Keywords
Dysphonia Severity Index, Range Profiles, Speaking, Phonetograms, Capabilities, Reliability, Students, Features, Therapy, Quality
National Category
Other Medical Sciences
Identifiers
urn:nbn:se:kth:diva-160757 (URN)10.1121/1.4904538 (DOI)000348369000058 ()25618070 (PubMedID)
Note

QC 20150302

Available from: 2015-03-02 Created: 2015-02-27 Last updated: 2017-12-04Bibliographically approved
Titze, I. R., Baken, R. J., Bozeman, K. W., Granqvist, S., Henrich, N., Herbst, C. T., . . . Wolfe, J. (2015). Toward a consensus on symbolic notation of harmonics, resonances, and formants in vocalization. Journal of the Acoustical Society of America, 137(5), 3005-3007
Open this publication in new window or tab >>Toward a consensus on symbolic notation of harmonics, resonances, and formants in vocalization
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2015 (English)In: Journal of the Acoustical Society of America, ISSN 0001-4966, E-ISSN 1520-8524, Vol. 137, no 5, p. 3005-3007Article in journal, Editorial material (Refereed) Published
National Category
Other Engineering and Technologies
Identifiers
urn:nbn:se:kth:diva-169280 (URN)10.1121/1.4919349 (DOI)000354962900055 ()25994732 (PubMedID)
Note

QC 20150615

Available from: 2015-06-15 Created: 2015-06-12 Last updated: 2017-12-04Bibliographically approved
Sundberg, J., Scherer, R., Hess, M., Müller, F. & Granqvist, S. (2013). Subglottal Pressure Oscillations Accompanying Phonation. Journal of Voice, 27(4), 411-421
Open this publication in new window or tab >>Subglottal Pressure Oscillations Accompanying Phonation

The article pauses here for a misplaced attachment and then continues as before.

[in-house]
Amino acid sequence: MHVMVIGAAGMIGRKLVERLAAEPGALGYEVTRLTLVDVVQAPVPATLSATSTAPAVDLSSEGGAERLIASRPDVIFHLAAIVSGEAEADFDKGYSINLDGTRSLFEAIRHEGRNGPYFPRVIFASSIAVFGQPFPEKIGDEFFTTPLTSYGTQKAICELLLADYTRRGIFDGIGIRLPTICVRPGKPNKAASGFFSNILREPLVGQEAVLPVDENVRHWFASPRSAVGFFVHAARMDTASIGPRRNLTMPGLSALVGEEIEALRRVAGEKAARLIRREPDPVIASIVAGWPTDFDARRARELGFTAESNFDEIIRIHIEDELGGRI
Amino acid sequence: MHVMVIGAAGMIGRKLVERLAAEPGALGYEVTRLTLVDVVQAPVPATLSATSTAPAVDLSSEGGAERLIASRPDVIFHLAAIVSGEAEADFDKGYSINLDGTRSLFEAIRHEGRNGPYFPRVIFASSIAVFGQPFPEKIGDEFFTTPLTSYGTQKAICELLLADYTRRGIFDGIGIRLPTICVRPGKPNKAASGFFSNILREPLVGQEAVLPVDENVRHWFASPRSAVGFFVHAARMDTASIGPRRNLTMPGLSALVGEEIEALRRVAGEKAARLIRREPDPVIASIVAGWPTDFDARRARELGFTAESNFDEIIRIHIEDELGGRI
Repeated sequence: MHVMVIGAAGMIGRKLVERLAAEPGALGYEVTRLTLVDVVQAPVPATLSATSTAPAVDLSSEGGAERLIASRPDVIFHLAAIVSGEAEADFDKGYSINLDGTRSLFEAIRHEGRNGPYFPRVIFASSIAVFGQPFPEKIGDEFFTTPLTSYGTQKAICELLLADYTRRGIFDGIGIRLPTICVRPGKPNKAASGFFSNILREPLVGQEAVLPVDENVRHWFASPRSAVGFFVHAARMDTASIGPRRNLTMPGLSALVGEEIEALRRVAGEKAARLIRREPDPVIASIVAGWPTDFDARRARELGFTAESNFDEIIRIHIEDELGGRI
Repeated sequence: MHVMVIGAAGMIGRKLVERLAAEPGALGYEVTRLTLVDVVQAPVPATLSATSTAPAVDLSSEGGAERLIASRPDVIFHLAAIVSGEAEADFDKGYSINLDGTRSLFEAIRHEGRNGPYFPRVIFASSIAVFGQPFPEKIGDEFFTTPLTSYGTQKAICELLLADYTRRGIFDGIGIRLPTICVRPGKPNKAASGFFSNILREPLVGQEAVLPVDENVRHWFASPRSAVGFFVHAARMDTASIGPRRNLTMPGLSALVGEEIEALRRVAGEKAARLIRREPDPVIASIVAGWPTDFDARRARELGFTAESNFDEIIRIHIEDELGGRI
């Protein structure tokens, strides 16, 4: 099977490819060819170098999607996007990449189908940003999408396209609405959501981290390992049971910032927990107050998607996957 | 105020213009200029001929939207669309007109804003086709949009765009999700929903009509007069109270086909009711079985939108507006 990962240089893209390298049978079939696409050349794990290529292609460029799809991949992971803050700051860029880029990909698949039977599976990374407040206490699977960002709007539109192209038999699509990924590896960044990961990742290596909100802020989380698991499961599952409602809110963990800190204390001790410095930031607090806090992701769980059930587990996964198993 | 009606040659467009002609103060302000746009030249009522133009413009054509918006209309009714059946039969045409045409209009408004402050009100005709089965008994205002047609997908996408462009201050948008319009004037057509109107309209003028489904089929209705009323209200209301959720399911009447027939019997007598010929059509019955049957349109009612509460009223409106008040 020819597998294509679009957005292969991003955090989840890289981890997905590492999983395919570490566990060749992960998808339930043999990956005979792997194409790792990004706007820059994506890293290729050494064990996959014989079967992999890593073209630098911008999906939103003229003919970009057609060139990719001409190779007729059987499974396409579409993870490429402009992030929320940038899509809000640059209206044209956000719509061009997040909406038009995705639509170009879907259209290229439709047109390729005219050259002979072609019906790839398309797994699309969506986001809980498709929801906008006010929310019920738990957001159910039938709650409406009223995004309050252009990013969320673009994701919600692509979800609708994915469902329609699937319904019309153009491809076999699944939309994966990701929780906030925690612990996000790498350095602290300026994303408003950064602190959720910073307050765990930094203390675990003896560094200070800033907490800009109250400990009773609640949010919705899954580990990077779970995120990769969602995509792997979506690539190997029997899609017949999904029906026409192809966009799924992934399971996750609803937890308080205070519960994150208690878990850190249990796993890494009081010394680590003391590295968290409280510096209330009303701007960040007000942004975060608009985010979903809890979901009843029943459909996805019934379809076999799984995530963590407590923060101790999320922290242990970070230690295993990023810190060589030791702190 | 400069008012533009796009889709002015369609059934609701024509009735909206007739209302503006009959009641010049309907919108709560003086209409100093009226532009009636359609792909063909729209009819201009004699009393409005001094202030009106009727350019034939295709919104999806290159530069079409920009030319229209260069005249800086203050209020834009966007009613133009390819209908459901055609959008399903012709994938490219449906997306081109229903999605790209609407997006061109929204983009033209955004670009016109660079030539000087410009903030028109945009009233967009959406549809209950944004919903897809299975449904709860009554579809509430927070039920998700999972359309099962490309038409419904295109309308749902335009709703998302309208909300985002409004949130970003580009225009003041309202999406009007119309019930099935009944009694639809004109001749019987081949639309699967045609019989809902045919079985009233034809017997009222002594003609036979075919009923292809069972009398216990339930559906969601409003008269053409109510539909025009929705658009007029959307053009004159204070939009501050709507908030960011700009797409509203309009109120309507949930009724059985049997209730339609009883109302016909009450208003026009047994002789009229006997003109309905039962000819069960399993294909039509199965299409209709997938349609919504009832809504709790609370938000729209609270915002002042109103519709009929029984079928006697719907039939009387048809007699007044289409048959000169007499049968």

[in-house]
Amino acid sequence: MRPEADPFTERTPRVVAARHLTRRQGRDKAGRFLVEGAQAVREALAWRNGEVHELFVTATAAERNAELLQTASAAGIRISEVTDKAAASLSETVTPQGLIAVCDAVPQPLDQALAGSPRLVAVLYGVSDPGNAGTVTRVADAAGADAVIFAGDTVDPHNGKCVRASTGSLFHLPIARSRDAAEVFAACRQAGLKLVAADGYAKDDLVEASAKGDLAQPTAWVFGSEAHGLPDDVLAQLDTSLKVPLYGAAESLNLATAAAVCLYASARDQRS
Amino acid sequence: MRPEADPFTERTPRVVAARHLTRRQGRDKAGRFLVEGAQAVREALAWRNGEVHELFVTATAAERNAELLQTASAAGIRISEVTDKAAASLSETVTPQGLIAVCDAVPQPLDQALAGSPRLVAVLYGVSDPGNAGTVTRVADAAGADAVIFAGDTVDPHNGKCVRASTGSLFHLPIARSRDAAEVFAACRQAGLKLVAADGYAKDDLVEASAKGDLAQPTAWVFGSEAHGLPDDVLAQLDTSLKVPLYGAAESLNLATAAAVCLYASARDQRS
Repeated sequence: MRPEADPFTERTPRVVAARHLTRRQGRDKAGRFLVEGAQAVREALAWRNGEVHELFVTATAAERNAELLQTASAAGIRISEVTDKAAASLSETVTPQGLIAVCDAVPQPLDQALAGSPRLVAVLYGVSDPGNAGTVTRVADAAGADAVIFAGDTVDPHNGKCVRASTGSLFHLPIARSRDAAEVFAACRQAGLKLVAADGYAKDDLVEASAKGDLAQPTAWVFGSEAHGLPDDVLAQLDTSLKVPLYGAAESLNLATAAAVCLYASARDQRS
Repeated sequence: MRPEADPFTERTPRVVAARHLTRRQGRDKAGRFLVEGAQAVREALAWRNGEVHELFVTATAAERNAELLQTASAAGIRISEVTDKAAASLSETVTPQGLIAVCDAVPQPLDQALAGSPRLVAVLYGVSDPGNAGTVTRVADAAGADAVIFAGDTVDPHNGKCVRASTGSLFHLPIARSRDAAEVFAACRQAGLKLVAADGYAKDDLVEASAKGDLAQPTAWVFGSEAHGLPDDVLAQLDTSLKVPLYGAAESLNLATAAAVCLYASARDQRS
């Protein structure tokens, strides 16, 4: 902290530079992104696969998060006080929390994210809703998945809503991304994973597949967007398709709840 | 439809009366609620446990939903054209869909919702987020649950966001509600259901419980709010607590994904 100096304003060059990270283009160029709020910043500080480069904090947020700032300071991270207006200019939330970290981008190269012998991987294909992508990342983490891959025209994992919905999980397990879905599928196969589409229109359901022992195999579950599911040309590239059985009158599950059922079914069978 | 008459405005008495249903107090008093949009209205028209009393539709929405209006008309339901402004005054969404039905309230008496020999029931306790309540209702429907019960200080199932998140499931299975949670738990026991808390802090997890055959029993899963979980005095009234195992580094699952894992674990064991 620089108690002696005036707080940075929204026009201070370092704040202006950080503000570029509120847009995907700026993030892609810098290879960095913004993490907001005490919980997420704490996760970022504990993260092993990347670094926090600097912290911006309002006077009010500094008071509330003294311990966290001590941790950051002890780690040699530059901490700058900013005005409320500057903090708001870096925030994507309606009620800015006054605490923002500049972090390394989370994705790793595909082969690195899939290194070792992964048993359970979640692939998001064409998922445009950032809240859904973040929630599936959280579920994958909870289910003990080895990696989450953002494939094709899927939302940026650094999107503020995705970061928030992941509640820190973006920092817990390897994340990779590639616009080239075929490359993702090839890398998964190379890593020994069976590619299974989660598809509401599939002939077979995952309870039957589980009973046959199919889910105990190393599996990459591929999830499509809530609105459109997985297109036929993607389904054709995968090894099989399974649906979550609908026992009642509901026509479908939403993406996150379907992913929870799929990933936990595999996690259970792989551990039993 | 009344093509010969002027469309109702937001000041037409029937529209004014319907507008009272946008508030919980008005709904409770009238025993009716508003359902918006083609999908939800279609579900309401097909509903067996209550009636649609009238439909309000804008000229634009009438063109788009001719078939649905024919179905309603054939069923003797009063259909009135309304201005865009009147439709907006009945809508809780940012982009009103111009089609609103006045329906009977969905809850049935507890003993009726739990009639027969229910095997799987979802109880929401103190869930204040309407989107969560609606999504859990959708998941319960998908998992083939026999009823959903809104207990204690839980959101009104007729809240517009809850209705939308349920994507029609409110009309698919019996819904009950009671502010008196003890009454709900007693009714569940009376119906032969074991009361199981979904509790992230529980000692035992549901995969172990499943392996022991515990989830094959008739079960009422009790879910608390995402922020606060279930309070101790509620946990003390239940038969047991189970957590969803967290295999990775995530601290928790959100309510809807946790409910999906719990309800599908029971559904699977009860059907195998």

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2013 (English)In: Journal of Voice, ISSN 0892-1997, E-ISSN 1873-4588, Vol. 27, no 4, p. 411-421Article in journal (Refereed) Published
Abstract [en]

Acoustic and aerodynamic properties of the voice source and vocal tract have been extensively analyzed during the last half century. Corresponding investigations of the subglottal system are rare but can be assumed to be relevant to voice production. In the present exploratory study, subglottal pressure was recorded in a male adult subject by means of tracheal puncture. Also recorded were the oral airflow and audio signals. Effects of vowel, phonation type, and vocal register shifts on the subglottal pressure waveform were examined. The moment of maximum flow declination rate was synchronous with the main positive peak of the subglottal pressure waveform. The three lowest subglottal resonance frequencies, determined by inverse filtering and long-term average spectra of the subglottal pressure during speech, were found to be about 500, 1220, and 2000 Hz, irrespective of supraglottal variations and phonation type. However, the subglottal pressure waveform was affected by the supraglottal formants, whereas the radiated vowel spectra did not show clear influence by the subglottal resonances. The fundamental frequency immediately preceding and immediately following a register break in pitch glides did not show systematic relationships with formants or with the lowest subglottal resonance.

Keywords
Subglottal resonance, Register break, Voice source, Filter, source interaction
National Category
Otorhinolaryngology
Identifiers
urn:nbn:se:kth:diva-125570 (URN)10.1016/j.jvoice.2013.03.006 (DOI)000321435900003 ()2-s2.0-84879745534 (Scopus ID)
Note

QC 20130812

Available from: 2013-08-12 Created: 2013-08-09 Last updated: 2017-12-06Bibliographically approved
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ORCID iD: ORCID iD iconorcid.org/0000-0003-4129-9793